Blackman+Bromley at Claremont Quarter

Australia’s celebrated painter Charles Blackman’s, original paintings (not just prints!) are still available. Ah yes, one could own one of his original paintings for mere $37,000. Knowing what I know (very little mind you), I would have thought (proven to be wrong once again) most of his original and any substantial work would be owned by someone else by now. Not so.

Yesterday, Claremont Quarter opened its gallery/event space for Blackman+Bromley exhibition with selected guests. Several pieces already had a red circle, meaning sold. I would guess that quite a few from the invited guests would consider purchasing a piece or two from the opening night before the show is open to general public today.

There were lots of drawings, prints, and graphics which I think people would find more approachable unlike some abstract art. Dare I say, most of his work reminds me of child’s drawings. Yes, there I said it. And they are worth a lot because it’s done by Charles Blackman. There’s a little advice for you, parents! Keep your kids’ drawings and frame them. They are going to brighten up your stylish white wall if you couldn’t or wouldn’t want to pay for Blackman’s artwork.


Aside from my blatant statement of artist’s work looking like child’s play, the show was lovely. Well merchandised – I won’t even say that it was well curated as I know nothing about curating arts – so that any art novice would want to own some of Blackman’s. In addition to Blackman’s there were several works by David Bromley titled Homage to Blackman. If Blackman’s work wasn’t your cup of tea Bromley’s work could tickle your fancy.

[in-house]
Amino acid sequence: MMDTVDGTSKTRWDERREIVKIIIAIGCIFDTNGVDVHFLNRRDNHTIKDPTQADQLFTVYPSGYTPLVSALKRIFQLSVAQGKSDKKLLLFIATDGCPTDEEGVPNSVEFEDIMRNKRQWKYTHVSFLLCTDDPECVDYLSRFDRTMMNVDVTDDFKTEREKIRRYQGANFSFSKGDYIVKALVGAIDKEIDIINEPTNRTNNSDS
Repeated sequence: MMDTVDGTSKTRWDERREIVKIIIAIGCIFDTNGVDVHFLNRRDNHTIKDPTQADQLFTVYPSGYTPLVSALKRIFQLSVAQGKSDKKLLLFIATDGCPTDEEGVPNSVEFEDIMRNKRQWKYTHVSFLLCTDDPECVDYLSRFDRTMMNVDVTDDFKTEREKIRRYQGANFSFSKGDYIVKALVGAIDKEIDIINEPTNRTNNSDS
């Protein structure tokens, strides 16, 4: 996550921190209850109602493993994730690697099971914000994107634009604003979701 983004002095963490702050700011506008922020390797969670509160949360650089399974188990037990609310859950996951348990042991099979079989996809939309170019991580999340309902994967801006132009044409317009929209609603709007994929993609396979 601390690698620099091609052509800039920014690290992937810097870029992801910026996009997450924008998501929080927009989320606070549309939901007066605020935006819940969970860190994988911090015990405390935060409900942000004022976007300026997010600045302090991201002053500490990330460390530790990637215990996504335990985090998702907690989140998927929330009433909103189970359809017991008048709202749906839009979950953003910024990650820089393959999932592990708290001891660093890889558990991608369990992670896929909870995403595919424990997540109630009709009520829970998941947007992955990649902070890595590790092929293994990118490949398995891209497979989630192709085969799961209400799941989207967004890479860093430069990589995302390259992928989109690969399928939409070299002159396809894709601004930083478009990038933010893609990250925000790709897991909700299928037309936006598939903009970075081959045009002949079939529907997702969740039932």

I would like to see more exhibitions like this. Better still, people with some extra dosh should buy more art so that many more artists could flourish right here and could make a decent living. Someone pointed out the other day that the reason why artists are struggle so much is because of the labour government. The legislation was introduced some five years ago preventing from having artwork on the wall if they were purchased for superannuation purposes. What that means is that if you buy art for your retirements you can’t have them displayed on the wall. They have to be ‘stored’. It sounds just so stupid but politicians who were behind this legislation would have had pretty good reason for that (or they were just not into art!).

Despite all that, I believe in abundance. There are plenty of wealthy individuals out there. They could easily make a huge difference in events like this. I just hope that many people get to see the show. I also hope that the show could inspire people (specially those who otherwise wouldn’t see art exhibitions).

If you’re an art lover, you’d already know about this show. Go and see it. You never know you might want to buy one of the prints instead of shelling that out money for a bag by Marc Jacobs. Just saying.





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